Pickling cucumbers, cultivating yeast for Challah, sewing tallit … these hebraic homesteading projects are certainly not for everyone. But most Jews would agree that plenty of our traditions instill a cool-before-it-was-cool “Do It Yourself” aesthetic. This is a culture that often made do with very little and did it all behind closed doors, or within a tight-knit community. Historically, the center of Jewish life was the home, not the synagogue. And so we present to you a list of eight reasonably simple Jewish DIY projects. You can totally do this stuff. I promise.
1. Make a Family Tree
What Jewish family hasn’t played at least one round of Jewish Genealogy? You can go two routes: decorative or academic. If you’re only going to go a couple of generations back, you can fit you findings on a beautiful piece of art to hang in the home.
But if you’re willing to do some digging — uncovering Ellis Island papers, Shtetl Yizkor books and other primary sources of your family’s story — I guarantee that other members of your family would like to be involved in your findings. The venerable JewishGen is a good place to start. Once you’ve got some basic data, consider entering it to an online or printable template (reputable template sites include MyHeritage.com, Wikitree.com and Geni.com), so that it can be safely stored and shared. Be careful of sharing sensitive personal information on these sites, however, and take advantage of relevant privacy controls.
2. Create your own Chuppah
It can cost up to $1,000 to rent a decorated freestanding Chuppah from a wedding planner or florist. If you decide to make your own, it won’t be free, but it won’t cost nearly that much. For inspiration, head to the photo-sharing social network of choice for dreamy brides: Pinterest. Then check out this set of instructions for a simple, freestanding Chuppah. And here are instructions for an equally attractive version that’s designed to be held aloft by four friends.
If you’re into chopping down your own branches, this one is for you.
Of all the holidays I’ve never observed, Sukkot has always looked like the most fun. Growing up, I didn’t know anyone who celebrated the autumn festival; my awareness of it came entirely from reading. Sukkot would have seemed exotic if it wasn’t somehow so familiar, a combination of Thanksgiving and being allowed to sleep on the back porch.
Sukkot is known as “the season of our rejoicing,” and though I appreciate the story of the ancient Israelites’ miraculous survival in the desert, what strikes me most is the holiday’s minimalism. Though Jewish law doesn’t forbid you from building an enormous sukkah and filling it with all your belongings, practicality dictates that most sukkahs are small, just a place to eat, (optionally) sleep, hang out surrounded by harvest-themed decorations and, well, rejoice.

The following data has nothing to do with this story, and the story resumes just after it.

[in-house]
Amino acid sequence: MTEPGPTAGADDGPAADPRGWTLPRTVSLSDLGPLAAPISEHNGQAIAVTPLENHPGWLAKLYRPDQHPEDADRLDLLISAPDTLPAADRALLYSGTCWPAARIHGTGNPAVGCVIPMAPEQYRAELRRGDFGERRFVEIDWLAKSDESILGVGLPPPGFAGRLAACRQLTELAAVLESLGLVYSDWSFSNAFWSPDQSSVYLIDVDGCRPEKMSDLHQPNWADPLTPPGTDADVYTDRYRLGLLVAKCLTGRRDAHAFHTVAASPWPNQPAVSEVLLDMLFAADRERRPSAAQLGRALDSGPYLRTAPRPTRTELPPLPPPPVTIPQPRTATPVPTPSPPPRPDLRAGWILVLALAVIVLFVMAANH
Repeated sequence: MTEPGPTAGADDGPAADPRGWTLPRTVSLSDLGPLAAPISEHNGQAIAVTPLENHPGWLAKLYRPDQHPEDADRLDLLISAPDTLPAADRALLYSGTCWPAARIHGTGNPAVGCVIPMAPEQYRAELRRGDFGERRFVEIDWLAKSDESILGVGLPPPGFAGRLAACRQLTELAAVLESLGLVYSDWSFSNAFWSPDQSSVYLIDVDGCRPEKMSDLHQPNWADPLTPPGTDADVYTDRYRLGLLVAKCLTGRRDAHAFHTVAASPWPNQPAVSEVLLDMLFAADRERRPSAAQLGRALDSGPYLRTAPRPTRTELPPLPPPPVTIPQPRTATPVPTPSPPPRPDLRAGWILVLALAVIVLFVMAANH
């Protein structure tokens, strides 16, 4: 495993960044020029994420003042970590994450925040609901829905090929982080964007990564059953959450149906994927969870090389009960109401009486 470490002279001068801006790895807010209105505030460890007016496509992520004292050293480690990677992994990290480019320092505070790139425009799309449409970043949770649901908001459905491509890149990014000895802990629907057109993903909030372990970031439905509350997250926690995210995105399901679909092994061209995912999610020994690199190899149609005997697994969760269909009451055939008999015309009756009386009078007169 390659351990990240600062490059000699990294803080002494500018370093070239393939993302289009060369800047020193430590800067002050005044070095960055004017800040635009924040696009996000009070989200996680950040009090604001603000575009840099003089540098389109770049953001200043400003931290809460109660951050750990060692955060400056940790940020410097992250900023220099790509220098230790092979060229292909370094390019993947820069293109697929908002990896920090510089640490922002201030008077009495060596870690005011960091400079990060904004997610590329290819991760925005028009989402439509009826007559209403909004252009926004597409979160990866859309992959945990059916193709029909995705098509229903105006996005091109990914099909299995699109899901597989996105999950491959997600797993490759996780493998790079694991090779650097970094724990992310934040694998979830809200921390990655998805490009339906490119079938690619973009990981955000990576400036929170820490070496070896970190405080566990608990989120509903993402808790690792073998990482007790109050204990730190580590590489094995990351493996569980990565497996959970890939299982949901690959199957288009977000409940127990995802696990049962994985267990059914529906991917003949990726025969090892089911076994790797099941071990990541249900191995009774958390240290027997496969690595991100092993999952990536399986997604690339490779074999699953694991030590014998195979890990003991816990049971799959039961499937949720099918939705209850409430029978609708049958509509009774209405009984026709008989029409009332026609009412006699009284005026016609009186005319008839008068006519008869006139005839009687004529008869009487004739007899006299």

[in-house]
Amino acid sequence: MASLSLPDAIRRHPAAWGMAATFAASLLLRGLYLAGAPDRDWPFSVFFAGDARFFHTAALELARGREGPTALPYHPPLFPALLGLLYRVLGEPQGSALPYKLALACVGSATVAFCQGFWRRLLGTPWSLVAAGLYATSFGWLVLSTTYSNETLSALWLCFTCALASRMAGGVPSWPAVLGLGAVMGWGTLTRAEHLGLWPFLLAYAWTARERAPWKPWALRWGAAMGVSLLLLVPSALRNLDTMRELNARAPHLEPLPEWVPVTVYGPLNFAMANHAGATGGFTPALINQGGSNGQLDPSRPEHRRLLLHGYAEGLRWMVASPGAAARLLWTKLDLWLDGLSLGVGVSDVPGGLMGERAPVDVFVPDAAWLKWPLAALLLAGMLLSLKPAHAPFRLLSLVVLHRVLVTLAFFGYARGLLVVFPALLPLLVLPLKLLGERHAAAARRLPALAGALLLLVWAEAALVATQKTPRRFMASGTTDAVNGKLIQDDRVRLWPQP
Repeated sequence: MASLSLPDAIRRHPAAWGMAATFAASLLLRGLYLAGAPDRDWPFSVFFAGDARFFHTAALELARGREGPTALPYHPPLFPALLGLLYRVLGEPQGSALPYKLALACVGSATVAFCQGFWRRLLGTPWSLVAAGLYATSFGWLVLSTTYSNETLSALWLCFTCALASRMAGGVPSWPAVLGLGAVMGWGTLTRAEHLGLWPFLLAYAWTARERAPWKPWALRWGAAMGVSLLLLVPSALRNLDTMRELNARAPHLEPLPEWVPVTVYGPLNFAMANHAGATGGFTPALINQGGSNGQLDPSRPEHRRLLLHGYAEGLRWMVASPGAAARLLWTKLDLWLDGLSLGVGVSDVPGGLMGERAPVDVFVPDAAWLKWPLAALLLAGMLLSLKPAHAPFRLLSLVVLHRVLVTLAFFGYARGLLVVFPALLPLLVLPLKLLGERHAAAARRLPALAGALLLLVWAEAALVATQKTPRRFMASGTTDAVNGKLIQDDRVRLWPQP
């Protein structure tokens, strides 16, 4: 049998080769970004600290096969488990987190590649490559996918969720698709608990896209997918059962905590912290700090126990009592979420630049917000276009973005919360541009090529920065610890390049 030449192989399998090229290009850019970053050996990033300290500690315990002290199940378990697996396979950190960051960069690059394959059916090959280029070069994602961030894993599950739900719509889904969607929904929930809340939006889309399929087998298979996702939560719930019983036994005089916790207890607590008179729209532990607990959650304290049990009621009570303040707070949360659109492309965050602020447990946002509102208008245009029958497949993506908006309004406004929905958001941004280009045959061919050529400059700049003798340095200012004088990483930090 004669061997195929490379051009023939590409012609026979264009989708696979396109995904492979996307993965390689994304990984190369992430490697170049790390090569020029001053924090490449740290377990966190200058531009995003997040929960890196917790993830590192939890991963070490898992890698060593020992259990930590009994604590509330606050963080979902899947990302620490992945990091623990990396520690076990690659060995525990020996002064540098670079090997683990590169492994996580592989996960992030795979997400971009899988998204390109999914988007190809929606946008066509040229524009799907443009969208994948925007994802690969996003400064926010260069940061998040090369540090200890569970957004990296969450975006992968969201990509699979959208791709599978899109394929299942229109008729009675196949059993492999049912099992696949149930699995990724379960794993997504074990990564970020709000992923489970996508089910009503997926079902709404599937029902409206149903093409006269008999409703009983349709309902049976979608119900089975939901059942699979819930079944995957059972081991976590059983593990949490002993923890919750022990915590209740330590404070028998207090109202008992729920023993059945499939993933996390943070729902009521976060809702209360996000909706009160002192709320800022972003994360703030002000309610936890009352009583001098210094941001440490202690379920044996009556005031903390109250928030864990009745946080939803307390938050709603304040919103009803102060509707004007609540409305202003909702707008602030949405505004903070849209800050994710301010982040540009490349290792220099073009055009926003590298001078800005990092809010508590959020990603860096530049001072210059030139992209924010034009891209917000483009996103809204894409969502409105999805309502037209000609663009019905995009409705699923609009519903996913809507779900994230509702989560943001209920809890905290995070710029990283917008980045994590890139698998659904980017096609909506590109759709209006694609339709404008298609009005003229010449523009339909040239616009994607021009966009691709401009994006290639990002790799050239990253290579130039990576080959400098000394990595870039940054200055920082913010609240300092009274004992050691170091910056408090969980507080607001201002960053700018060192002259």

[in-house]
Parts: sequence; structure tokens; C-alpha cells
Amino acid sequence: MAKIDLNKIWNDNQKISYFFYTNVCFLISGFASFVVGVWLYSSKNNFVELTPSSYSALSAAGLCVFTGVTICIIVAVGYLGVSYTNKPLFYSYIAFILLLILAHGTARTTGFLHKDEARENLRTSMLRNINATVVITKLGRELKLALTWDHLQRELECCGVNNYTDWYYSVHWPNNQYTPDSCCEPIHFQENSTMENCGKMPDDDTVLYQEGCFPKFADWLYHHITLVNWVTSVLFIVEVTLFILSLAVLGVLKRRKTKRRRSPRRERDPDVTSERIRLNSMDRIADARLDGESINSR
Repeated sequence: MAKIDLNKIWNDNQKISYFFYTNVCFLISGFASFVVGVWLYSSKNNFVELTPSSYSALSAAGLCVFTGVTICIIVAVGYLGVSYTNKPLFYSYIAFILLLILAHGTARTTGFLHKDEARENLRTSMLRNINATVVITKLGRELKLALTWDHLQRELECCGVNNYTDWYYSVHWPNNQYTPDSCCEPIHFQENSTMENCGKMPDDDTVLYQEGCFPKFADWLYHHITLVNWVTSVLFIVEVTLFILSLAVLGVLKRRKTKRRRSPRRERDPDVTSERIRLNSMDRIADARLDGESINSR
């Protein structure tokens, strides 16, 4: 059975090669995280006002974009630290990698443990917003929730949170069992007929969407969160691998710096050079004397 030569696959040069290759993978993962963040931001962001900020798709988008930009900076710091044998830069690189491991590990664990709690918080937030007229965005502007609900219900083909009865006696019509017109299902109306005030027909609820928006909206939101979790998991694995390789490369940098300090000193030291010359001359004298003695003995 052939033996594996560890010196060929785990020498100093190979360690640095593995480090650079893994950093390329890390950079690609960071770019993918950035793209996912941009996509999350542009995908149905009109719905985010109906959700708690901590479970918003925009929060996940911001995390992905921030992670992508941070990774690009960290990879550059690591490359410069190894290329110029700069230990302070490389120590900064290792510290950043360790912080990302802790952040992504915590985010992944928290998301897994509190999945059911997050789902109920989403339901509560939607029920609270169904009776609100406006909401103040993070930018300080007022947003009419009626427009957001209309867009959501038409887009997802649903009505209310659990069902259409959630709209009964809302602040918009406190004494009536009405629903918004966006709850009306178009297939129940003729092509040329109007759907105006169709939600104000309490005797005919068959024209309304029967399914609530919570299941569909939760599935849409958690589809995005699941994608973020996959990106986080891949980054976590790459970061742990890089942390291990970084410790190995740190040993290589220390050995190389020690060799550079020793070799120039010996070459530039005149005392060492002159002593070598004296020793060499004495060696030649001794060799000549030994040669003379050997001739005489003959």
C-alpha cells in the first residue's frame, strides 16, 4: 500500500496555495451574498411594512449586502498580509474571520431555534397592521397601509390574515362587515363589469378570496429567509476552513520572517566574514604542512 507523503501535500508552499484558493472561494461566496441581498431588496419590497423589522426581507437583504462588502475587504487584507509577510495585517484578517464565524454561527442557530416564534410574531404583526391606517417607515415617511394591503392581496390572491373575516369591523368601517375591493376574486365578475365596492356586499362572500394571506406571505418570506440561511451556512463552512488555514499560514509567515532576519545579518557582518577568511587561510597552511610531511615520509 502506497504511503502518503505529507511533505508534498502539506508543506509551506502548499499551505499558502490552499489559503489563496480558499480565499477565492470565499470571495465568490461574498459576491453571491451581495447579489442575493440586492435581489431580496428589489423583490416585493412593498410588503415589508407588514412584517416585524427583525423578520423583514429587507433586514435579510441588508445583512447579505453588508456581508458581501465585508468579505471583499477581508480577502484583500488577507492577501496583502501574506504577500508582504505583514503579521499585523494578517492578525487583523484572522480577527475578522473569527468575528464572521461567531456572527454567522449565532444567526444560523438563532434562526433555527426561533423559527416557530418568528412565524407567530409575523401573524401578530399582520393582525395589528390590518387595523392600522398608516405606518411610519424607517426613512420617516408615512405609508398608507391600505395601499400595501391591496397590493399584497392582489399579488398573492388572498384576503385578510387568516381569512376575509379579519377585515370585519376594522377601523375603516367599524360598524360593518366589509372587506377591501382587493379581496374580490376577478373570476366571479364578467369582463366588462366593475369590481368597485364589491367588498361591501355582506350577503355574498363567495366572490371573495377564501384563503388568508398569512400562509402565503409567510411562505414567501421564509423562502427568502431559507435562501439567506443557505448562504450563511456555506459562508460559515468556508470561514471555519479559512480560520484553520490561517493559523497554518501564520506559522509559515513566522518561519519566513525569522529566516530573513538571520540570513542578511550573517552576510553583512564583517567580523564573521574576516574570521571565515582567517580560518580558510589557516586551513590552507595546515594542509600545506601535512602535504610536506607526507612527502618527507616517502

So it’s not quite as odd as it sounds that, this year, when I noticed Sukkot was approaching, I thought of my apartment. Sure, it cannot be folded up and stored away, and its roof is neither constructed from natural materials nor partially open to the stars. But my current home in New London, Conn. — and almost every other unit I’ve ever lived in anywhere — is small, basic and, dare I say, sukkah-like. To a lot of people’s consternation, I’m happy with that.
I am hardly the first to make a connection between minimalism, happiness and Sukkot. And I would not be surprised if others had associated this idea with broader debates about American materialism and whether ever-growing McMansions really provide personal fulfillment. (The maximalists seem to be winning at the moment: According to the U.S. Census Bureau, the average size of a new single family house went up 88 square feet from 2010 to 2011.)
As a freelancer who works from home, I can claim a portion of my living space as a tax deduction. But last year, when I told my tax preparer my apartment’s size (under 200 square feet), she didn’t believe me. She even went online and pulled up my building’s floor plan from municipal records, triumphantly informing me that in fact my place was over four times as large as I’d said it was. “But that’s the entire floor,” I said. “That includes two other apartments, one twice as large as mine, as well as a hallway and staircase.” She looked skeptical, and grudgingly typed in a number about twice my actual square footage.
“Mad Men” is my favorite television show. I know, I’ve got lots of company. But the plaudits are well deserved for a show that relieves us of overstatement and laugh tracks.
Best about the incisively-written show is the recondite emotional life of its women. Sure, Don Draper (played by Jon Hamm) tries his hunky best to have mysterious moments, but the other men seem one-dimensional compared to the female characters written by Mad Men creator Matthew Weiner.
Peggy Olson, played by the fabulous Elisabeth Moss, is a female copywriter working in a man’s world. Her talent is big but her opportunities few, and her frustrations about the limitations of her roles professionally and socially play out on her expressive face.
No woman on the show is able to be her own person, really. All of the strong female leads, including secretary Joan Holloway and Betty Draper, Don’s wife, are limited by their men and the circumscribed roles generally permitted women in the early 1960s.
In their silences and facial expressions, these characters show how airless the life of middle- and upper-middle class women often was. (See Betty Friedan’s “The Feminine Mystique” for more on that.)
Mad Men has also gotten lots of press for its detailed period décor.
That Double X piece got me to thinking: What décor defines a Jewish home?
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